Where to Stay Along The Way
If you have an unlimited budget, you may choose from a full range of accommodations along the Camino, from donation only albergues (donativo) at the most basic end of the spectrum to five star hotels at the other end, and every kind of lodging in between. If you are on a tight budget and hoping for cheap lodging every night, it is important to note that not every town has all the options. We give more detail in our Guidebook, but these excerpts will help you begin to plan.
The only way to guarantee a bed for the night, especially during peak times for pilgrims like the summer, is to book ahead with albergues and hotels that take reservations, and then stick to that schedule. By scheduling ahead you forfeit a degree of spontaneity and freedom, but certain amenities or a cheap price tag might be non-negotiable for you. If you do want to book ahead at a private albergue or hotel, many are listed on popular websites/apps. We used the Booking.com app most often. If you hope to reserve a bed at cheaper places, which are usually not on a hotel booking site, a good way to do that could be to ask the hospitalero (host/manager) where you are staying to recommend a place ahead on your journey and call for you. Often you can reserve a spot this way, but the nature of the Camino is such that if you have not arrived by 2-3:00 pm to claim that reservation, it will probably be given away to someone else who walks in, unless you call around 2:00 pm to confirm that you are coming, and will arrive at such and such time.
If you are wondering whether or not you will get the “full peregrino experience” if you do not stay at the big municipal albergues, and opt for more amenities, the answer is, “Yes, you are a true peregrino.” Much of the good camaraderie and shared experiences of the journey happen as you walk and at meals, so make your lodging plans according to what works for you, and find other pilgrims to join for dinner if you want to socialize.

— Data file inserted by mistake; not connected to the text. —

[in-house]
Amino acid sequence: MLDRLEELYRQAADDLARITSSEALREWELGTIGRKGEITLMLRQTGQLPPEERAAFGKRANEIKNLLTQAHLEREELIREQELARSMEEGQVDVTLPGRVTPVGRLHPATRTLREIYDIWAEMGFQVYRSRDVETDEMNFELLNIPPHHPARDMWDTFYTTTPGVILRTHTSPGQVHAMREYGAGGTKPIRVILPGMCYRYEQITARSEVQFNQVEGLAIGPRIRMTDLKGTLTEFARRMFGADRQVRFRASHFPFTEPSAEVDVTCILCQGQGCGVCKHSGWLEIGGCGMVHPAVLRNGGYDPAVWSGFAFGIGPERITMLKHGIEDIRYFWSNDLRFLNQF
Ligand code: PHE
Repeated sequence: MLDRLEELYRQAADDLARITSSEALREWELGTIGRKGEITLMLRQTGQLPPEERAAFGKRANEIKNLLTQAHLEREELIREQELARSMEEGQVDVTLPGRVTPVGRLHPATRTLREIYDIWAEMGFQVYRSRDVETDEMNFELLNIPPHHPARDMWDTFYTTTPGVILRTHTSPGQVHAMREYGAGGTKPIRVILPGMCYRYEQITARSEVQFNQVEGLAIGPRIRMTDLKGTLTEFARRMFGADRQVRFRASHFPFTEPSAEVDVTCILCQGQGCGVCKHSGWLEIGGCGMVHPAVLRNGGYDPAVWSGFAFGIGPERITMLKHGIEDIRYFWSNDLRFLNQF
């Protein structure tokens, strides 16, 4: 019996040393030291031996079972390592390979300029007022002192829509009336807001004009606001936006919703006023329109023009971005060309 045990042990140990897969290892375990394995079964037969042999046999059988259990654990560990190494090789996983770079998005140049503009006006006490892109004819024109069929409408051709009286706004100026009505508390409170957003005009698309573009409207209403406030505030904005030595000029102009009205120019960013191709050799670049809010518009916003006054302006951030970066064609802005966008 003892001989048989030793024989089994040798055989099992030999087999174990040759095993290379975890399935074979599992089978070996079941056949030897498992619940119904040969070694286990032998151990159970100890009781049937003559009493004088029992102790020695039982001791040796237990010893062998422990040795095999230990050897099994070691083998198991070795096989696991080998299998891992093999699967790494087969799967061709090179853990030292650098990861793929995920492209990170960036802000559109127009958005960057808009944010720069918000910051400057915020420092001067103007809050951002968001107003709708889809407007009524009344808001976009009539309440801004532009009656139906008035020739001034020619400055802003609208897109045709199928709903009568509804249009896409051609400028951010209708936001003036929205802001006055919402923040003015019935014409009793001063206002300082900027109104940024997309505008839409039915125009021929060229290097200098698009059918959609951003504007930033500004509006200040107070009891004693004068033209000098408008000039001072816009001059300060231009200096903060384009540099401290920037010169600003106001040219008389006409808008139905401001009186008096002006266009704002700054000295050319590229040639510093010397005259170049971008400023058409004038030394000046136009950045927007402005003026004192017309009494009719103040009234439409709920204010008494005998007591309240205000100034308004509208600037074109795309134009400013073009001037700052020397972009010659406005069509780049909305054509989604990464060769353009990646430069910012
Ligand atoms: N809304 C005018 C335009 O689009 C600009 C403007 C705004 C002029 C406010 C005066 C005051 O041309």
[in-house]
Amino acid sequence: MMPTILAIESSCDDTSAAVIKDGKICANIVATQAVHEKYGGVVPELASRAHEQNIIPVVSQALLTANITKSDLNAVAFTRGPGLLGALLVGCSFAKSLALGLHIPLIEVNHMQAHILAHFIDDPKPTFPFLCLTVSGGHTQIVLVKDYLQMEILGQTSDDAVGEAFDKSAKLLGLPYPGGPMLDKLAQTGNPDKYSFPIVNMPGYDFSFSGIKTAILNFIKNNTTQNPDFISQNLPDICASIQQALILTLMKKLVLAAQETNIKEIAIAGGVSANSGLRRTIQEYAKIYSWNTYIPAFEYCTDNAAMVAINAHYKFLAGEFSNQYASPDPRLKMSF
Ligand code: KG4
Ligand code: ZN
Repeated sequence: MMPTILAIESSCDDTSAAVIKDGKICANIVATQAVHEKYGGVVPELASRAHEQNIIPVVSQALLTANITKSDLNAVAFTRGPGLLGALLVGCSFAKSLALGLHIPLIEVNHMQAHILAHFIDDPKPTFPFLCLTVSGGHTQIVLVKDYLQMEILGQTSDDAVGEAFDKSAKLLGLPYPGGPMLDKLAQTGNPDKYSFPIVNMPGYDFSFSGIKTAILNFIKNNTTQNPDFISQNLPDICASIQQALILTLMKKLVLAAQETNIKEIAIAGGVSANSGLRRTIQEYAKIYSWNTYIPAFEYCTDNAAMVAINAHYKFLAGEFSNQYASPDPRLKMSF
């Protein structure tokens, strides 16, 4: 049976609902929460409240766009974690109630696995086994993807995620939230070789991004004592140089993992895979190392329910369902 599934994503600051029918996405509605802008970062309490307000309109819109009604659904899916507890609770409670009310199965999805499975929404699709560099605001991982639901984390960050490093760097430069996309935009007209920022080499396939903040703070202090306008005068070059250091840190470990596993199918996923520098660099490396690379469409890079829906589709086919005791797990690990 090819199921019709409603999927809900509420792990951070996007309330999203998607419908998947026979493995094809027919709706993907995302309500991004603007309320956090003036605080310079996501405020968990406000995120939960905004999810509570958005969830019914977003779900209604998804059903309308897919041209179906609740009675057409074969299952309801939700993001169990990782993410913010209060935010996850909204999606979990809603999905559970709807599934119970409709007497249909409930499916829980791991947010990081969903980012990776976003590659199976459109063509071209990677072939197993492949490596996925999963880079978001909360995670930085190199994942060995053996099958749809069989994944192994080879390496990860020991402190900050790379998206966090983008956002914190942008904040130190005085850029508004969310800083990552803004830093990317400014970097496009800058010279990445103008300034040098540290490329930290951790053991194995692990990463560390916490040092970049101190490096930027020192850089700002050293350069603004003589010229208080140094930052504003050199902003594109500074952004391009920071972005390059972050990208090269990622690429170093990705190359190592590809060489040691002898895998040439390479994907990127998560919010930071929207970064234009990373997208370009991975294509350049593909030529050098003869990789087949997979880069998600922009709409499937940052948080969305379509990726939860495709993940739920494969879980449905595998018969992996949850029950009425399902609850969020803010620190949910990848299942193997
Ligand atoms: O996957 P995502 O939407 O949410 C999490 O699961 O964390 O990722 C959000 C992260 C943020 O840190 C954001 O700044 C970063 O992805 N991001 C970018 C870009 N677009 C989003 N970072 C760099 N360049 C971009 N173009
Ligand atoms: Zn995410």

As always we recommend personalizing your decision. There are many ways to walk the Camino, and what is right for one person is not necessarily right for everyone.
Here is a glossary of terms for better understanding of what is available song the Camino.
Municipal albergues, or hostels, are government operated and offer dormitory style rooms with as many bunk beds as will fit in the space. 4-6 Euros.
Parish albergues (parroquia) are operated by the local Catholic Church or diocese. Some offer a pilgrim mass and most serve a meal. 4-6 Euros or donativo.
Monastery albergues (Monasterio or convento) are run by either monks or nuns and vary in their facilities. 5-8 Euros, some donativo
A variety of associations and local governments operate albergues along the routes. They are usually run by volunteer staff, many of whom have experience on the Camino. 6-8 Euros
Private albergues are operated by individuals or groups, and vary greatly in their facilities, amenities, and number of beds. Amenities range from a bunk in a dormitory style room sharing a communal bathroom to semi-private and private rooms with semi-private and en suite bathrooms. The prices range from 8-40 Euros. Breakfast is often included or available.
Hotels are operated by individuals, chains, and the government, generally have private rooms with en suite bathrooms, and range 35-130 euros and up for a double room. Breakfast is often included.
It is worth mentioning again that companies do exist that will provide travel services to set up all of your accommodations for your Camino journey based on an agreed upon itinerary, schedule, and budget.